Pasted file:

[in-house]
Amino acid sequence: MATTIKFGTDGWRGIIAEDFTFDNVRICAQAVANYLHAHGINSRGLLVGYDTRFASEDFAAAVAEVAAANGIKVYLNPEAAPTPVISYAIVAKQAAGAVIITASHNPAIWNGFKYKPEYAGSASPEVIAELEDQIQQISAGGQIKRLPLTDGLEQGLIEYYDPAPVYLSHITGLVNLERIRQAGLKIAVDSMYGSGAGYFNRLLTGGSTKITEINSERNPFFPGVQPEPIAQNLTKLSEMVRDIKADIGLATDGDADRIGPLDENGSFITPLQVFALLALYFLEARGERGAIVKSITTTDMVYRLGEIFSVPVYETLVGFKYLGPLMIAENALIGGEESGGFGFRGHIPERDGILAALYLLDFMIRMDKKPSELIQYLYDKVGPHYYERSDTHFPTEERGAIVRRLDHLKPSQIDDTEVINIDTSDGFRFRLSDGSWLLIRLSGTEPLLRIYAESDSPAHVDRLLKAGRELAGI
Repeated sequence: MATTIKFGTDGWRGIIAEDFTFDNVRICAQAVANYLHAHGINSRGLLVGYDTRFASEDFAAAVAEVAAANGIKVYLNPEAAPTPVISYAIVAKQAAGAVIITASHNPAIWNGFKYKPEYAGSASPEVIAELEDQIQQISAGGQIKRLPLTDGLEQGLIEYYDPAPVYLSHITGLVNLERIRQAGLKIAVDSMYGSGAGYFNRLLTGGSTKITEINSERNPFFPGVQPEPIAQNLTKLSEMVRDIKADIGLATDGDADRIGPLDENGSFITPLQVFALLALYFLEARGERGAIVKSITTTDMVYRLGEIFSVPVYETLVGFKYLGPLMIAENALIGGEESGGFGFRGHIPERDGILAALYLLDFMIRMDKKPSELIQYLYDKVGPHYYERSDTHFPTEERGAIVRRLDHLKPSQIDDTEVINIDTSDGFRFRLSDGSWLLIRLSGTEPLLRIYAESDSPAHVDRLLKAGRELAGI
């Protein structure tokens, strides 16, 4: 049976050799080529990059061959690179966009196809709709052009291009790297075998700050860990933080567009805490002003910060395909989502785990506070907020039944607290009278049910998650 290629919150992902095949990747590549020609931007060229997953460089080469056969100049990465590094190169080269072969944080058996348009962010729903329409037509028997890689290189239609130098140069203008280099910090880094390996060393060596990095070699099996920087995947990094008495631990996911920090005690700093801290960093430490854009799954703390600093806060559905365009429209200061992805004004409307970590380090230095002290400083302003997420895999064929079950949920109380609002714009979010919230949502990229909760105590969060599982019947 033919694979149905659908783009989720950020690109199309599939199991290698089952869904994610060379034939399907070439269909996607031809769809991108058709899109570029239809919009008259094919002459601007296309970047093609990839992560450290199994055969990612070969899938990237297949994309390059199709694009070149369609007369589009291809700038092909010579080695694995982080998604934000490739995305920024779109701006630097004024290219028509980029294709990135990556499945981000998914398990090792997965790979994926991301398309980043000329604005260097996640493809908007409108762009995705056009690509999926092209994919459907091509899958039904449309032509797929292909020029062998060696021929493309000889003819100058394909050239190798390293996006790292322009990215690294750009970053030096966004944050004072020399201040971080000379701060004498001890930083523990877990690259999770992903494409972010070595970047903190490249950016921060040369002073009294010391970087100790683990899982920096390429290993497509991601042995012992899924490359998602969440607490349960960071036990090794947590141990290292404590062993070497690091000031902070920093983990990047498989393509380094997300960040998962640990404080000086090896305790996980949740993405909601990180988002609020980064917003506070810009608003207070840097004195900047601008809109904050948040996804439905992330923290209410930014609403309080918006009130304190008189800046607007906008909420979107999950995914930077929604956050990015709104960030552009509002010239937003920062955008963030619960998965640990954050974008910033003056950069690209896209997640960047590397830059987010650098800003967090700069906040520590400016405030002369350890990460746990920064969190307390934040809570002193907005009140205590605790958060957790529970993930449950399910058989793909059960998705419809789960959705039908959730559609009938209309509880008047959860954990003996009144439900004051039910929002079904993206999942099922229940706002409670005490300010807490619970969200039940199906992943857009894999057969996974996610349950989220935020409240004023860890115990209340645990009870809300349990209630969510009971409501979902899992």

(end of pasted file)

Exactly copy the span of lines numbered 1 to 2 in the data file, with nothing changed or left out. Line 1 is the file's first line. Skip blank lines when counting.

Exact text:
[in-house]
Amino acid sequence: MATTIKFGTDGWRGIIAEDFTFDNVRICAQAVANYLHAHGINSRGLLVGYDTRFASEDFAAAVAEVAAANGIKVYLNPEAAPTPVISYAIVAKQAAGAVIITASHNPAIWNGFKYKPEYAGSASPEVIAELEDQIQQISAGGQIKRLPLTDGLEQGLIEYYDPAPVYLSHITGLVNLERIRQAGLKIAVDSMYGSGAGYFNRLLTGGSTKITEINSERNPFFPGVQPEPIAQNLTKLSEMVRDIKADIGLATDGDADRIGPLDENGSFITPLQVFALLALYFLEARGERGAIVKSITTTDMVYRLGEIFSVPVYETLVGFKYLGPLMIAENALIGGEESGGFGFRGHIPERDGILAALYLLDFMIRMDKKPSELIQYLYDKVGPHYYERSDTHFPTEERGAIVRRLDHLKPSQIDDTEVINIDTSDGFRFRLSDGSWLLIRLSGTEPLLRIYAESDSPAHVDRLLKAGRELAGI